Couple that with medical advances being made every day, and we might just live long and healthy lives.

  2. @TK Kenyon — Glad it was useful!

    @Patty R. — Hi, Patty, thanks for mentioning gluten and sourdough. Yes, I want to squeeze that in, too. I was going that route, at one point — only sprouted, fermented (like soy sauce or miso) or sourdough with any wheat I got, but I was still being affected by it neurologically. Sleep, ADD, fatigue, and higher reasoning/creativity issues, plus gut symptoms, although I did not realize it.

    Does this mean that a decades-long overdose of yeast and gluten finally nailed me, an epigenetic shift occurred because of my serious illness, or something more? I don’t know yet — they’re testing to find out more. I do know that San Francisco (Boudin) sourdough was one of the few wheat products I could eat, early in my descent into active Lyme disease.

    I’m still a great believer in pickling — pickled ginger kept me eating through the worst of my illness, along with miso and the Vega tea (it’s in my macrobiotic posts back in 2008 on this site. I’m updating them over on my blog Wednesdays.) I might even list some pickling recipes later on — or links to cookbooks with some unique solutions to the bread niche, like fermented rice bread.

    Thanks for mentioning I plan on a post with more info about Internet sources, but right now I’m trying to keep the info low enough that uncomfortable, cranky people who DON’T want to hear about celiac will experiment with no gluten for a month. Then they might be ready to face the word “celiac” and a permanent diet change.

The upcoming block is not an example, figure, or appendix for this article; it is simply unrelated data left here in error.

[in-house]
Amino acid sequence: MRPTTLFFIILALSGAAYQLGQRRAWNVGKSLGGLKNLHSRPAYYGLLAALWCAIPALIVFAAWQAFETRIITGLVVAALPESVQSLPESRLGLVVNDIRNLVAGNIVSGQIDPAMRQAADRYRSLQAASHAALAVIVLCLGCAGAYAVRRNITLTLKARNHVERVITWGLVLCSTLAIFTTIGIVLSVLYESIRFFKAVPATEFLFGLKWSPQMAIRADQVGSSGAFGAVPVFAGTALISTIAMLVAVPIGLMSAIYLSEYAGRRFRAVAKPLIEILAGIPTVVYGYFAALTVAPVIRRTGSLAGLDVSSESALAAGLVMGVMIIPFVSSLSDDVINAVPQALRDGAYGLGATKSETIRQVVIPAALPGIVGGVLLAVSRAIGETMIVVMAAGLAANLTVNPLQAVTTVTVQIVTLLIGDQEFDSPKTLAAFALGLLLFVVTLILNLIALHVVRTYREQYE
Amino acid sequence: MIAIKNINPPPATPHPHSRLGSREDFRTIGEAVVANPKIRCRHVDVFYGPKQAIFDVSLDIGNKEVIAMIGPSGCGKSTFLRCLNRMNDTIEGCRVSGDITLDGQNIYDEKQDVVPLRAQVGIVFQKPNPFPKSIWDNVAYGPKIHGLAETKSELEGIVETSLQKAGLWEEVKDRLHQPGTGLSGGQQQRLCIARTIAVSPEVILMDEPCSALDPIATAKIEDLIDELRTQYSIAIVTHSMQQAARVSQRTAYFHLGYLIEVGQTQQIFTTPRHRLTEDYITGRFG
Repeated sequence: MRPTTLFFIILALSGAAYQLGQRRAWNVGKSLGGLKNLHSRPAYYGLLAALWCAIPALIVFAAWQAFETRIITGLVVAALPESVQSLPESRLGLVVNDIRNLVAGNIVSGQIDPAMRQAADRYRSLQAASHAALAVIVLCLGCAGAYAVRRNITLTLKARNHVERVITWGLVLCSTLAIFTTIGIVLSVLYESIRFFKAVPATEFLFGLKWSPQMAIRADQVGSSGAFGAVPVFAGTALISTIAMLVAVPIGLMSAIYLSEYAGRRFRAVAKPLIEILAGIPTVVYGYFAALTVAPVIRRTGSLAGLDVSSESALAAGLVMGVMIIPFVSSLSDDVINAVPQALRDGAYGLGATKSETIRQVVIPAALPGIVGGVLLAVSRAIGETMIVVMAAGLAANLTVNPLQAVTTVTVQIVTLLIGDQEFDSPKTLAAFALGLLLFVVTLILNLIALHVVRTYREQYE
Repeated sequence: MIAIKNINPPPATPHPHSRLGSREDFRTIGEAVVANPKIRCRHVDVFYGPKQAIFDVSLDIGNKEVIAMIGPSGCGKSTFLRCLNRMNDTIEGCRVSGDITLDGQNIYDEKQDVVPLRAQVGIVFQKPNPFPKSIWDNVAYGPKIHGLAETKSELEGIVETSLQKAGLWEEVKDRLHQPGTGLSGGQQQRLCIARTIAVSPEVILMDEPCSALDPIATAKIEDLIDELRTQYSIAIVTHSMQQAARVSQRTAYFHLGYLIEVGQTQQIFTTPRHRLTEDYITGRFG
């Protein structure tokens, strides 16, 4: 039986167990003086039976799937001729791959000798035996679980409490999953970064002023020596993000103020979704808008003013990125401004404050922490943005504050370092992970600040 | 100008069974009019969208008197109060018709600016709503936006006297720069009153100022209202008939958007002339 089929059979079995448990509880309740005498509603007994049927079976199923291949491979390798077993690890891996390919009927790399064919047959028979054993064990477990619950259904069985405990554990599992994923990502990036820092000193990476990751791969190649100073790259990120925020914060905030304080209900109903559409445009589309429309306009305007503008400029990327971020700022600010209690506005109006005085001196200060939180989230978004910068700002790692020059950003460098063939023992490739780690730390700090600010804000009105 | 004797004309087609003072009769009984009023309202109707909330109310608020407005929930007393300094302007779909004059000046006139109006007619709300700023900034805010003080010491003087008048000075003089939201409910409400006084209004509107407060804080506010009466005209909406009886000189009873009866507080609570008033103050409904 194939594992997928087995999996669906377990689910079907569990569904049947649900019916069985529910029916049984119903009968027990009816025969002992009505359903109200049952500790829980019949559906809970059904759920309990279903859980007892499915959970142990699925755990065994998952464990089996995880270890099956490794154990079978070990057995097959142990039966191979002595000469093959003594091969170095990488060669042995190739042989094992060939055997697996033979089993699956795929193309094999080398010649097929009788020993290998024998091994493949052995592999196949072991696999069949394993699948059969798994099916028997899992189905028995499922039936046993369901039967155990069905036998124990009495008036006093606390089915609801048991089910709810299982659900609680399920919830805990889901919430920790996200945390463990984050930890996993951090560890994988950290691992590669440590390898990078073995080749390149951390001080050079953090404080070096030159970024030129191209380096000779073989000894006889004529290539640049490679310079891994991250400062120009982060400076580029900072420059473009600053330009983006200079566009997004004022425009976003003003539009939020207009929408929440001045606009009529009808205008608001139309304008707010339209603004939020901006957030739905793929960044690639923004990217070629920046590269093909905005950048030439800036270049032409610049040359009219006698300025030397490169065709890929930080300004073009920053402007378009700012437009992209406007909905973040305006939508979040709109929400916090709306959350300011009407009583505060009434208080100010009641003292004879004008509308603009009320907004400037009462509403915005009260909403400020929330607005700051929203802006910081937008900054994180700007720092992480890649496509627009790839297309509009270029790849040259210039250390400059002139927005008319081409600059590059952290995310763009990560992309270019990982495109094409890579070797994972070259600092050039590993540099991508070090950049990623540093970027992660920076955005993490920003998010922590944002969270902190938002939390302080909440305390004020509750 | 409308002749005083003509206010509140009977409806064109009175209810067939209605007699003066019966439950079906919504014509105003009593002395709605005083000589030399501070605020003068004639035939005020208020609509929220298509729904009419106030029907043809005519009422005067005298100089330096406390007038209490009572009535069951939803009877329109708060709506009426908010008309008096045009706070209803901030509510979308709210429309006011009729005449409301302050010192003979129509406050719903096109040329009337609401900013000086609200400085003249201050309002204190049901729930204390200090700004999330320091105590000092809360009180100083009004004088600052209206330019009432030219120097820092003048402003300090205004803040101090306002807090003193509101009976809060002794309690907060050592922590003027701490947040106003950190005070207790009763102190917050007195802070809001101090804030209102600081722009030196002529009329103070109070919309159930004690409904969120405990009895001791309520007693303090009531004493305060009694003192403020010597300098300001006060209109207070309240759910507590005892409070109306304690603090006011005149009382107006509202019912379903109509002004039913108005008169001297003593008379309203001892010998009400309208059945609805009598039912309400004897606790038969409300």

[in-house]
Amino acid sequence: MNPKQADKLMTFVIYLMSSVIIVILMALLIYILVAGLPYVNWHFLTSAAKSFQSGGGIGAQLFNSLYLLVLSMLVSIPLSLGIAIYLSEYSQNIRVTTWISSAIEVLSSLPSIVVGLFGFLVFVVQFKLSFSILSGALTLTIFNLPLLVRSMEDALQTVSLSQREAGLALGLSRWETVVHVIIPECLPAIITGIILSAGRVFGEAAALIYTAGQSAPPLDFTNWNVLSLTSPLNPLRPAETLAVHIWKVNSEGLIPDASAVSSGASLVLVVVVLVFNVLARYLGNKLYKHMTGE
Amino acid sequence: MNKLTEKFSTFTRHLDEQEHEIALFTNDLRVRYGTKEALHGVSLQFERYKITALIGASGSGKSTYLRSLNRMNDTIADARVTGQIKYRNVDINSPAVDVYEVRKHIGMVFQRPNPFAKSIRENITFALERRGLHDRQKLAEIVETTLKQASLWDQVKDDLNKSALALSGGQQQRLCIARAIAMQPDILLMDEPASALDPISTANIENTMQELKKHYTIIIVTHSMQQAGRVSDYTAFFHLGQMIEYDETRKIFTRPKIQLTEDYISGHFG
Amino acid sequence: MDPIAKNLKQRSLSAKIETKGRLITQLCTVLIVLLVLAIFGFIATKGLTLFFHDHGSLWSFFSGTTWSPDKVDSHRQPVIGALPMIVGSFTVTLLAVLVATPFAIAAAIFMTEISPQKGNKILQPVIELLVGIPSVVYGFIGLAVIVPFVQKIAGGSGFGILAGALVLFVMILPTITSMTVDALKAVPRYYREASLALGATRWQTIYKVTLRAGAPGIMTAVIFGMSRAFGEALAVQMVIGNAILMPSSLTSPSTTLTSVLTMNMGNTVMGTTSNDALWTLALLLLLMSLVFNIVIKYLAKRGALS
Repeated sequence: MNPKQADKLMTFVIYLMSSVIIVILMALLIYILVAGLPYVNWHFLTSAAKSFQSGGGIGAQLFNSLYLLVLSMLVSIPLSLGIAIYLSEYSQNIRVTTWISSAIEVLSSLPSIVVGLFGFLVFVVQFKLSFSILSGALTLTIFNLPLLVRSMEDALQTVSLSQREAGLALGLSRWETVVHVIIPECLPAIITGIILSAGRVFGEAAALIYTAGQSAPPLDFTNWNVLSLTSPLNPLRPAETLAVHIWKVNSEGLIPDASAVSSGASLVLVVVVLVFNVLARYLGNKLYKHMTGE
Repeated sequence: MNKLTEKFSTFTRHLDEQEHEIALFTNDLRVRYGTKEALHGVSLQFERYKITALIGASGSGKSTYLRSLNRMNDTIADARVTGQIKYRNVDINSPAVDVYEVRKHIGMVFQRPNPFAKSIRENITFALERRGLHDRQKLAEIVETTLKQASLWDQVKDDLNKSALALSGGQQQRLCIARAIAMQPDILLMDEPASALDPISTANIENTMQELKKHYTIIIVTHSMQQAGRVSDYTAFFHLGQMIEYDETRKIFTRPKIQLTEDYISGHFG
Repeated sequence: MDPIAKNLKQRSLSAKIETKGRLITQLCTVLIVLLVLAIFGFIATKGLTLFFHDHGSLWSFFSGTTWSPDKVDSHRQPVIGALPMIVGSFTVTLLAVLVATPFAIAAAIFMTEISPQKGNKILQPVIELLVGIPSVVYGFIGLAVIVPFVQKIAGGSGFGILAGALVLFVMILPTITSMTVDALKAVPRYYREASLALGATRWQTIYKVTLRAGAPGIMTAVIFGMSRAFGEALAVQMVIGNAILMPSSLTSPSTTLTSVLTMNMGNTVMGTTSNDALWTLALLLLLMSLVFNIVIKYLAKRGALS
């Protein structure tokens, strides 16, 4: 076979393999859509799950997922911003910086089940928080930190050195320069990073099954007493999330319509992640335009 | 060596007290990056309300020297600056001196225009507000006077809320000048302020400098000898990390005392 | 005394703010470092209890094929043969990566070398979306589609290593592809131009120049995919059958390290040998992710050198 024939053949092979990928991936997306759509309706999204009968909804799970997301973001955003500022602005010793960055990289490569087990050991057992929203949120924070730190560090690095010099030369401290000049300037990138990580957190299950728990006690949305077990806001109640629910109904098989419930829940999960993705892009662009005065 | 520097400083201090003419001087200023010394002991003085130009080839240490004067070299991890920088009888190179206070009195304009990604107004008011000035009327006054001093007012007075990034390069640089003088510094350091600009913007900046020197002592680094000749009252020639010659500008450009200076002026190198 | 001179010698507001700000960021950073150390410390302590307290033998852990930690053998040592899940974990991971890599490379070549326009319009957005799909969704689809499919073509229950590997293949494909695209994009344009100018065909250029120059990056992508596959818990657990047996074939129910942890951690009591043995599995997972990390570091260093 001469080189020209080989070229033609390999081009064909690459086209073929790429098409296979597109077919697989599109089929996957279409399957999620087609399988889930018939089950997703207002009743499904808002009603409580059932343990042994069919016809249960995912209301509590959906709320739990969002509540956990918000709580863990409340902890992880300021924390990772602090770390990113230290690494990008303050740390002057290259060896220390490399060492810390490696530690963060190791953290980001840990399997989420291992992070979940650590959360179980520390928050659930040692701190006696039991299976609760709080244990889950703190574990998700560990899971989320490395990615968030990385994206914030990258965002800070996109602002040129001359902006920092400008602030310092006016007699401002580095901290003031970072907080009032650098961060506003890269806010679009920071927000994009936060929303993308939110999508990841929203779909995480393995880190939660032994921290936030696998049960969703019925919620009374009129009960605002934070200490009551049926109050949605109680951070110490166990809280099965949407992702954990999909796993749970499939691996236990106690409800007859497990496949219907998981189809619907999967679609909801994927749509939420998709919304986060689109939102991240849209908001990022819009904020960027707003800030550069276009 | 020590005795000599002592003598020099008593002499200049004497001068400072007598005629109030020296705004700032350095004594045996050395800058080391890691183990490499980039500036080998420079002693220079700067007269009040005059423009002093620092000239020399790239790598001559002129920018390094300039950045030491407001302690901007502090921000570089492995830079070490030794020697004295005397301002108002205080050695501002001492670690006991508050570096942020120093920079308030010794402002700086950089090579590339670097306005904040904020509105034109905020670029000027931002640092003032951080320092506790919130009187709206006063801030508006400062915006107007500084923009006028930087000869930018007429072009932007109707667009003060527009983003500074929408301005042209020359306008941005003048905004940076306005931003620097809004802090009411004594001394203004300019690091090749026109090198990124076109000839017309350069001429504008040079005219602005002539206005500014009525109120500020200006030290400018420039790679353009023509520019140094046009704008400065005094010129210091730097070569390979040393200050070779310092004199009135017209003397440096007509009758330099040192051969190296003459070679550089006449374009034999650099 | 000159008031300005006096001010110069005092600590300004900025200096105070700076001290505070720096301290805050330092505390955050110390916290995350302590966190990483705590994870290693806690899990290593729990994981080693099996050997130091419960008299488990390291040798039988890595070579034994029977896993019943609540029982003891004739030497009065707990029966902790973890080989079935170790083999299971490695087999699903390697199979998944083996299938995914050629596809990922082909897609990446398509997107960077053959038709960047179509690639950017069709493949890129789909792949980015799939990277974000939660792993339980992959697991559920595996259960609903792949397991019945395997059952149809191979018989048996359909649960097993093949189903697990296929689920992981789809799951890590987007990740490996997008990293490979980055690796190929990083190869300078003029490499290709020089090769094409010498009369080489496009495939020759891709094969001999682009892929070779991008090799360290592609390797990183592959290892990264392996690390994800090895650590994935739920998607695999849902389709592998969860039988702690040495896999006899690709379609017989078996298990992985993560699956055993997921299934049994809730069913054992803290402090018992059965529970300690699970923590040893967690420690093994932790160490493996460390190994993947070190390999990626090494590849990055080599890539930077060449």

Having been in the Twilight Zone of diet for many years, I understand their balking — but I firmly believe that no one should live miserable, when it’s becoming easier all the time to try going gluten-free.

    Thanks for writing!

  3. Four years ago I really didn’t want to give up wheat, and I didn’t have any real reason to — there was a vague sensation that something was wrong, but no acute symptoms of any kind, luckily. Family history caused me to get a blood test, and since then I’ve been gluten-free. Now more and more friends tell me that they’re gluten-free as well, and symptoms and illnesses that they had for their entire lives are now healing.

    Gluten and other allergens can do insidious things to our bodies. I absolutely agree that if you’re miserable and your doctor(s) tell you that you’re healthy as a horse (they told my mother it was all in her head!), start thinking food (gluten, dairy, etc) intolerance. It’s fixable, and it’s not as hard as it looks. 🙂